Chiropractic Marketing Archives
Two seemingly unrelated events have happened in the last 24 hours that provide one more reason to confirm “it’s not business as usual.”
The first was a consulting phone call with a husband (DC) and wife (CA) team struggling in a small rural community. During the course of the call she revealed that she hated the area, despised the missing-teeth stupidity of the community and their lack of interest in true health. Needless to say, even if you’re a good actor, having contempt for the people you wish to serve, is not exactly an attitude that builds practices.
The other event was a website client who, after a mere five months of service complained that his brand new website hadn’t produced any new patients, and that the one that had scheduled, didn’t show up for the initial appointment.
It doesn’t take a rocket scientist (not that there are very many of them these days) to see a potential common denominator: the front desk CA.
Do you have the right person at the front desk answering the telephone?
Continue reading "“Family Chiropractic Center, I Can Help You.”" »
It’s becoming clearer and clearer to me why so many of my overtures during the last 29 years have produced polite head nodding among chiropractors, but have rarely been implemented. And while it’s disappointing to acknowledge the inability to inspire significant change, it’s at least a small comfort to finally understand why.
And it’s not just my unique “patient’s point of view” perspective. It goes far deeper than acquainting chiropractors with the beginner’s mind of an anxious, apprehensive new patient encountering a radically different health care paradigm. Instead, what I’ve learned explains why so many of the suggestions I’ve offered chiropractors over the years in my chiropractic seminars and chiropractic books are acknowledged as truthful—even good, but remain unimplemented.
It all began with the realization that most chiropractors wanted a practice, but found themselves in a small business.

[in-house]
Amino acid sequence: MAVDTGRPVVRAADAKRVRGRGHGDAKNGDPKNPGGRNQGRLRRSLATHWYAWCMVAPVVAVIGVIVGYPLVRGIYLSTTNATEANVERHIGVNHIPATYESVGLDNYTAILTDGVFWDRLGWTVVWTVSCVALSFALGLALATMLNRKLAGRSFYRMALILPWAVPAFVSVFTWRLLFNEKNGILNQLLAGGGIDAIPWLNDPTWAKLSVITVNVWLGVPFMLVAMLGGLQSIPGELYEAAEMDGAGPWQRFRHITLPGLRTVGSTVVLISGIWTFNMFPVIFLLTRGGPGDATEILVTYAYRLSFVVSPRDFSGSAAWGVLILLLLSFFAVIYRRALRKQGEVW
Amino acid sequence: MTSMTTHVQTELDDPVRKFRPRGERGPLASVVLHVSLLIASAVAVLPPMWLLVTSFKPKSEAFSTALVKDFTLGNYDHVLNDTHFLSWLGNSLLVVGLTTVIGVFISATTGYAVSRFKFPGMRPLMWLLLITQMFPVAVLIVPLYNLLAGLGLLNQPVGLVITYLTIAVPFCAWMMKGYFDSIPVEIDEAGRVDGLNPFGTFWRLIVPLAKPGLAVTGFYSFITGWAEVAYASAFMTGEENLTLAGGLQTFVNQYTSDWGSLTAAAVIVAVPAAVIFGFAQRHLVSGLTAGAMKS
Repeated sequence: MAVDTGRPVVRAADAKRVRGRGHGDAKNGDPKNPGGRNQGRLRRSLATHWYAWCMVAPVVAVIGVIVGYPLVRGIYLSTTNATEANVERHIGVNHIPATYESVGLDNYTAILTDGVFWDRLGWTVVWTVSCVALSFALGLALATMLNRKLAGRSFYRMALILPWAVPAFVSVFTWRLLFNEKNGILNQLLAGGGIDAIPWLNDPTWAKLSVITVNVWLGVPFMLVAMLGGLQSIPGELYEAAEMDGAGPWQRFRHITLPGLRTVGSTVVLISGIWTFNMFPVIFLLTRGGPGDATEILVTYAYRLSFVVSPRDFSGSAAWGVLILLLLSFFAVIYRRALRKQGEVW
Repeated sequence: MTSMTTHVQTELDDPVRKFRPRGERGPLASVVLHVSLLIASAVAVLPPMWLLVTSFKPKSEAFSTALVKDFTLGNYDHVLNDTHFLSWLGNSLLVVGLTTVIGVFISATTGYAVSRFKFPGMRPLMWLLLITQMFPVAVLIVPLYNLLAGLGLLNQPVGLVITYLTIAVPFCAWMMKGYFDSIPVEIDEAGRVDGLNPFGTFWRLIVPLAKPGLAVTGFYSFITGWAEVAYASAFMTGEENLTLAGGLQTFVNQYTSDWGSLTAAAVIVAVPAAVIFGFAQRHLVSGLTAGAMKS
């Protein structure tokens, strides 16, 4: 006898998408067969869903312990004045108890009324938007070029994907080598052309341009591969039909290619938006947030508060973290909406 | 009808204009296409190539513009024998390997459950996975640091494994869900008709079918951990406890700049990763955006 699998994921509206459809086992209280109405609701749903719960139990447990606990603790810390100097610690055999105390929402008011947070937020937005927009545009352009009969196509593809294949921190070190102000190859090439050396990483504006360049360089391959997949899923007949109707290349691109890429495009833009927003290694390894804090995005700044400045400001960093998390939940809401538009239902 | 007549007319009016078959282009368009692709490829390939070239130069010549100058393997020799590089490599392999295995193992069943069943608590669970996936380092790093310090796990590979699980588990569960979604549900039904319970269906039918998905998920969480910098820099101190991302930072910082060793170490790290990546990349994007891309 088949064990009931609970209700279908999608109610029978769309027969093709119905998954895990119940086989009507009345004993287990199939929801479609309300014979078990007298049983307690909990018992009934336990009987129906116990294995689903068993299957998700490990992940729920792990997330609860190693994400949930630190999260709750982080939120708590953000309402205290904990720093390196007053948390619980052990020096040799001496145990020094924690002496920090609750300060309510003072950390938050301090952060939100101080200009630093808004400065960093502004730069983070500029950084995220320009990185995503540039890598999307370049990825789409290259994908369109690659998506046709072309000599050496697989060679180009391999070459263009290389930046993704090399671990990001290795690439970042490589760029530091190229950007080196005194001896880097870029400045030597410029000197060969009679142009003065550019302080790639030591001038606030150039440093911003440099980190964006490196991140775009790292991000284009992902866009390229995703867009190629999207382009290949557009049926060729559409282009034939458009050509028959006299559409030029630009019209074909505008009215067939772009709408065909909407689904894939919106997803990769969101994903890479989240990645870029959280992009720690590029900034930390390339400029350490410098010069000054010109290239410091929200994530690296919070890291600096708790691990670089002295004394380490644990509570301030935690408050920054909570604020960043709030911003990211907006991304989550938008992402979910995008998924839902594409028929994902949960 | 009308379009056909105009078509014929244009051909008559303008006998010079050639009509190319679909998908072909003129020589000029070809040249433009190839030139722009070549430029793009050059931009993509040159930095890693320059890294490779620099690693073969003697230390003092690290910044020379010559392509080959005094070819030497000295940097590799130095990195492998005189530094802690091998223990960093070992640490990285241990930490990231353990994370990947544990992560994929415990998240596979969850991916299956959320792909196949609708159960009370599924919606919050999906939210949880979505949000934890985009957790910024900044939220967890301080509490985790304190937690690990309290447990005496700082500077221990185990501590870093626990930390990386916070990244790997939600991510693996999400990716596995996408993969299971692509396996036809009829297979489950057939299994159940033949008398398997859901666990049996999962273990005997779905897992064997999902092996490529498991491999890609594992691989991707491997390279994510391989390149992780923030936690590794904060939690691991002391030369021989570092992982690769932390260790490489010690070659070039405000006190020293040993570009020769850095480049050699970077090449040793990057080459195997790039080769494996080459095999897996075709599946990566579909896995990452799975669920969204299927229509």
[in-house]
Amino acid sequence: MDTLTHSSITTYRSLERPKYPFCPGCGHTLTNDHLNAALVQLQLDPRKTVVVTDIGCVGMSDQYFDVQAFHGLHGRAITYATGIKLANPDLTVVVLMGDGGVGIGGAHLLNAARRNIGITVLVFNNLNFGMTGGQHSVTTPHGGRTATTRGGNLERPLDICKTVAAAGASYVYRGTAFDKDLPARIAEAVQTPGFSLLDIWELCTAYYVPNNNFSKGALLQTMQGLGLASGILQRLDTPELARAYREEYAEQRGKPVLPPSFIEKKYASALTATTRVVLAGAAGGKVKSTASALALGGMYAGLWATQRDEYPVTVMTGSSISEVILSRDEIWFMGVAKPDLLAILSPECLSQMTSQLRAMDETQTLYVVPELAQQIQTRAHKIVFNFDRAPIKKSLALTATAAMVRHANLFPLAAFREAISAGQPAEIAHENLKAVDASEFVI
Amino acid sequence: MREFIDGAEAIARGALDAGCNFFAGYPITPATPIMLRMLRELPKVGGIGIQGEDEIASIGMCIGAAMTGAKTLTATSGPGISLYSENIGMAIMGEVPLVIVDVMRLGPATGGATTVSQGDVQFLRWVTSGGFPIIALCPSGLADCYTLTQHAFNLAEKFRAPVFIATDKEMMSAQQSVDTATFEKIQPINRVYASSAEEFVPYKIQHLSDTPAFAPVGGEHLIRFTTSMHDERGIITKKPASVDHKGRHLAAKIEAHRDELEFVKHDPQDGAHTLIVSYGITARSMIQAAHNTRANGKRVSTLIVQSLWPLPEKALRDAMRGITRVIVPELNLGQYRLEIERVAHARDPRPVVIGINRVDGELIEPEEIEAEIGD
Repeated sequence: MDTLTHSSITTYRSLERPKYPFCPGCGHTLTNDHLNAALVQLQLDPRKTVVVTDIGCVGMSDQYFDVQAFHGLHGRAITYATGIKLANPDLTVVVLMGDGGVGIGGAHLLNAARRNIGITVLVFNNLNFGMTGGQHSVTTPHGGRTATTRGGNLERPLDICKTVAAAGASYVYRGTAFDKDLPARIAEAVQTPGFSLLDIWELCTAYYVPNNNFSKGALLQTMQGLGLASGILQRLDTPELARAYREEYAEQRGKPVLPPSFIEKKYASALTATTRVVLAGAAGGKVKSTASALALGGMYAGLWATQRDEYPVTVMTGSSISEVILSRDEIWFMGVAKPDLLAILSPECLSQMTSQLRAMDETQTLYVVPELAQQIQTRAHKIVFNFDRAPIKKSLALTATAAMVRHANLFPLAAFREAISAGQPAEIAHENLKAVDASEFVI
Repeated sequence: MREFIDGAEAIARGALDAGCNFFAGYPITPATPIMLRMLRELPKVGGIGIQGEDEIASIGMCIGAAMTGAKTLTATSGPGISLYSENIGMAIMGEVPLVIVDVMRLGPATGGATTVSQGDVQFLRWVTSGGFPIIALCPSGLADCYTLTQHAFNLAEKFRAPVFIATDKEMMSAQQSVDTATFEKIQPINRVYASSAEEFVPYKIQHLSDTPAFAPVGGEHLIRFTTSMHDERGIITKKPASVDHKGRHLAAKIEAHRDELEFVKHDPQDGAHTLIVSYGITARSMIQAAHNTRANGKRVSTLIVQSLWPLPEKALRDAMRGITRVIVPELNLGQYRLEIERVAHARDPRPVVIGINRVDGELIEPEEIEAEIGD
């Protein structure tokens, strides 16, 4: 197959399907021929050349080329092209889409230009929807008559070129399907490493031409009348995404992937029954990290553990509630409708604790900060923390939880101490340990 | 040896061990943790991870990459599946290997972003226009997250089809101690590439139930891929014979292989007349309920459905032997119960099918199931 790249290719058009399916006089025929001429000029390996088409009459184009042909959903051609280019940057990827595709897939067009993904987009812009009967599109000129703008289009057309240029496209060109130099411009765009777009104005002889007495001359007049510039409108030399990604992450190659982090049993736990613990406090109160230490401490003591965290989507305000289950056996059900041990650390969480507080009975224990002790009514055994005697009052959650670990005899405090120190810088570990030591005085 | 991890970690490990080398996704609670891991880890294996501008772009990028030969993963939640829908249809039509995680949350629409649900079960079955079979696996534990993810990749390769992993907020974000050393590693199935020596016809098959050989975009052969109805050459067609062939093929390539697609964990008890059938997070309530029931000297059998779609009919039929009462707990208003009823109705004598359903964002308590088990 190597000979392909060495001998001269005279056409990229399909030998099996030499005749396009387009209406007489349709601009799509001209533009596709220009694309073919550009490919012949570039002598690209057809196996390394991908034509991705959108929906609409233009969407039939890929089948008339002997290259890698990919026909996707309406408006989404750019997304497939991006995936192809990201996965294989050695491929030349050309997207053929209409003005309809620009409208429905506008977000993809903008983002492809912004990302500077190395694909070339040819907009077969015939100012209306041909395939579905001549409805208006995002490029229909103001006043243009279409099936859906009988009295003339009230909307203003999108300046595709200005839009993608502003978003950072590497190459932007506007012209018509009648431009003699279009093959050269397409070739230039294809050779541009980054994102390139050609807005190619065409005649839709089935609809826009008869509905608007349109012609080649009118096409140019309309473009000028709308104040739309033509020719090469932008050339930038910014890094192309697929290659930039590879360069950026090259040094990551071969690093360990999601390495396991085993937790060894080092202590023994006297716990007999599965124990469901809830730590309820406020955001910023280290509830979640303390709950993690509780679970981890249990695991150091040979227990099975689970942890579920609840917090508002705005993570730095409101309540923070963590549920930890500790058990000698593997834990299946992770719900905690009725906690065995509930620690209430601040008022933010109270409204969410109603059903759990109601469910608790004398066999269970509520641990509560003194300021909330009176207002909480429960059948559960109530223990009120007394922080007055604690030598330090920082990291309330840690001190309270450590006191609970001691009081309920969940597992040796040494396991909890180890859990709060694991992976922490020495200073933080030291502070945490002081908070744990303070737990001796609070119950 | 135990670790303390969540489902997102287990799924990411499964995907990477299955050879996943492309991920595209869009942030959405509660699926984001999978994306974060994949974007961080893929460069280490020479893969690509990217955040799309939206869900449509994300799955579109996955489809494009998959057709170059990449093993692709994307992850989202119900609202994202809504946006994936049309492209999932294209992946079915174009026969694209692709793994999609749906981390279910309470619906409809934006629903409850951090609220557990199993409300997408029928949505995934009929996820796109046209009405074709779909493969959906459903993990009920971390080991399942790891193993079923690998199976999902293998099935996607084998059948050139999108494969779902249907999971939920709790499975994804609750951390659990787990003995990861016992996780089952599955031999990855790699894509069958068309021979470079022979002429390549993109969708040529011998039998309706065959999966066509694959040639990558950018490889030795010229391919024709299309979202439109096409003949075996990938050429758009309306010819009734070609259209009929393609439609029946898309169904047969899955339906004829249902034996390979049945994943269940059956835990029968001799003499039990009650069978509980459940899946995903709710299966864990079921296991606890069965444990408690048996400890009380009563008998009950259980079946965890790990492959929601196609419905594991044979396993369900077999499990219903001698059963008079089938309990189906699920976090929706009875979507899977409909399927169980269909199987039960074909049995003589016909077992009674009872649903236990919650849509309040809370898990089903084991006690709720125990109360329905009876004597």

Continue reading "The Two Brains of a Chiropractor" »
As a student of marketing, I love going through the “junk” mail we get each day. And what caught my eye today was a 32-page magazine flyer called Spotlight Magazine that was sent to all the “Current Occupants” in our area. It’s the Back-To School issue. I bet you get something similar where you live. It’s a collection of ads with barely enough editorial material (largely written by advertisers) to give it the look and feel of a magazine instead of it is, a 32-page advertisement.
Among the house painters, restaurants, plastic surgeons and dentists, were the advertisements of two chiropractors. Nothing earthshaking there. I’ve seen this sort of thing before. But what made this worthy enough to write about was the whiplash-producing differences between the full-page ads of these two chiropractors, separated by a mere five pages of carpet cleaning, roofing and grout restoration ads.
Now, if you’re a regular visitor here, you can imagine how tempting it would be to question the context in which these two chiropractors are advertising. And how your reputation can be enhanced (or diminished, in this case) by the company you keep. But there’s something far more troubling.
Continue reading "I'm Confused" »
Here’s an easy chiropractic marketing tip: It’s no secret that more and more people are using the Internet to find just about anything. Whether it’s a Medium Remo Buffalo Drum, a natural solution to infant colic or getting your own chiropractic website—you can find it on the Internet. In fact, considering the choices available, it makes the yellow page directory seem insignificant by comparison. (Anybody want to buy a slightly used yellow page directory publishing company?)
First it was blogging. Then social media. And now? Reviews. You’ll want as many patients as possible to review your practice and procedures.
Scary? I know. But realize that a negative review here and there actually increases the validity of the overwhelming number of positive reviews you’re likely to get. Heck, if chiropractic didn’t produce a majority of happy campers, it wouldn’t still be around!